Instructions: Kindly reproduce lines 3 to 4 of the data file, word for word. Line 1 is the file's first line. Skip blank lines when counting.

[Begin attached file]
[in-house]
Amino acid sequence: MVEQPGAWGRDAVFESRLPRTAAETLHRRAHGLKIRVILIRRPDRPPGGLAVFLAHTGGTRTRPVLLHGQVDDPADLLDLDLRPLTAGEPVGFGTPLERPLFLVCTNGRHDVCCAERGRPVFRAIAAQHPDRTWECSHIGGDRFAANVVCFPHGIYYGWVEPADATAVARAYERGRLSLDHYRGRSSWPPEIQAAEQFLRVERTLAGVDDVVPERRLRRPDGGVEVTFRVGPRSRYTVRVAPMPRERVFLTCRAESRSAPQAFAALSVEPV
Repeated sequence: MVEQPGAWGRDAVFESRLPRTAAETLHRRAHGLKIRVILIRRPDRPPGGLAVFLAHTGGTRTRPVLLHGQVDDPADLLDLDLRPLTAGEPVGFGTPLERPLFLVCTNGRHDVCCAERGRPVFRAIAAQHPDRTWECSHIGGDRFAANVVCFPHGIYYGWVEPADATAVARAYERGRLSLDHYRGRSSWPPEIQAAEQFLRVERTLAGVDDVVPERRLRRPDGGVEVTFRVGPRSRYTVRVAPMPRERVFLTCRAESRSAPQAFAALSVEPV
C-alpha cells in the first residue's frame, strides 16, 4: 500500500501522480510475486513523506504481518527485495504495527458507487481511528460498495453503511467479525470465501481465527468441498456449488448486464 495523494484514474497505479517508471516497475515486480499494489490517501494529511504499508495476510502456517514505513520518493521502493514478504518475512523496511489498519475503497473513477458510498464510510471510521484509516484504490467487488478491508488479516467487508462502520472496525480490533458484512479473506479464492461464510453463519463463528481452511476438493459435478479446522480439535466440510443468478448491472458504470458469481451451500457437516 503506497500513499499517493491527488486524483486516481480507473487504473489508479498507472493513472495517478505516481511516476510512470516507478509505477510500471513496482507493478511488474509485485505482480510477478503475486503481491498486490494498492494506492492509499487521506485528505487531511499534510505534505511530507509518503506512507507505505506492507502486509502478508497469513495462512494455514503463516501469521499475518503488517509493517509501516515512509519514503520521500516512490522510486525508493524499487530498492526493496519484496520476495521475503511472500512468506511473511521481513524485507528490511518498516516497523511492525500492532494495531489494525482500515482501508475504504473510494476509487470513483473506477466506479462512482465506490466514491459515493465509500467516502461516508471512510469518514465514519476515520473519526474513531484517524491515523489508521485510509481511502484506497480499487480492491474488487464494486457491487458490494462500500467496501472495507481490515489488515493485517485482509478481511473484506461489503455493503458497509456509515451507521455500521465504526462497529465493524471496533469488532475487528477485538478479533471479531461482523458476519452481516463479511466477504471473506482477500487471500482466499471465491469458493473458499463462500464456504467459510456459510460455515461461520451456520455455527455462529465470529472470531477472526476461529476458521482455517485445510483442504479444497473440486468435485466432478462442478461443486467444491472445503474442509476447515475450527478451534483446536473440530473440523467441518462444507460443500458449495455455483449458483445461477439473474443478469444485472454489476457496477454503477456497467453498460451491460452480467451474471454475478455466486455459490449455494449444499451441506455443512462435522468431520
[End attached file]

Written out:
Repeated sequence: MVEQPGAWGRDAVFESRLPRTAAETLHRRAHGLKIRVILIRRPDRPPGGLAVFLAHTGGTRTRPVLLHGQVDDPADLLDLDLRPLTAGEPVGFGTPLERPLFLVCTNGRHDVCCAERGRPVFRAIAAQHPDRTWECSHIGGDRFAANVVCFPHGIYYGWVEPADATAVARAYERGRLSLDHYRGRSSWPPEIQAAEQFLRVERTLAGVDDVVPERRLRRPDGGVEVTFRVGPRSRYTVRVAPMPRERVFLTCRAESRSAPQAFAALSVEPV
C-alpha cells in the first residue's frame, strides 16, 4: 500500500501522480510475486513523506504481518527485495504495527458507487481511528460498495453503511467479525470465501481465527468441498456449488448486464 495523494484514474497505479517508471516497475515486480499494489490517501494529511504499508495476510502456517514505513520518493521502493514478504518475512523496511489498519475503497473513477458510498464510510471510521484509516484504490467487488478491508488479516467487508462502520472496525480490533458484512479473506479464492461464510453463519463463528481452511476438493459435478479446522480439535466440510443468478448491472458504470458469481451451500457437516 503506497500513499499517493491527488486524483486516481480507473487504473489508479498507472493513472495517478505516481511516476510512470516507478509505477510500471513496482507493478511488474509485485505482480510477478503475486503481491498486490494498492494506492492509499487521506485528505487531511499534510505534505511530507509518503506512507507505505506492507502486509502478508497469513495462512494455514503463516501469521499475518503488517509493517509501516515512509519514503520521500516512490522510486525508493524499487530498492526493496519484496520476495521475503511472500512468506511473511521481513524485507528490511518498516516497523511492525500492532494495531489494525482500515482501508475504504473510494476509487470513483473506477466506479462512482465506490466514491459515493465509500467516502461516508471512510469518514465514519476515520473519526474513531484517524491515523489508521485510509481511502484506497480499487480492491474488487464494486457491487458490494462500500467496501472495507481490515489488515493485517485482509478481511473484506461489503455493503458497509456509515451507521455500521465504526462497529465493524471496533469488532475487528477485538478479533471479531461482523458476519452481516463479511466477504471473506482477500487471500482466499471465491469458493473458499463462500464456504467459510456459510460455515461461520451456520455455527455462529465470529472470531477472526476461529476458521482455517485445510483442504479444497473440486468435485466432478462442478461443486467444491472445503474442509476447515475450527478451534483446536473440530473440523467441518462444507460443500458449495455455483449458483445461477439473474443478469444485472454489476457496477454503477456497467453498460451491460452480467451474471454475478455466486455459490449455494449444499451441506455443512462435522468431520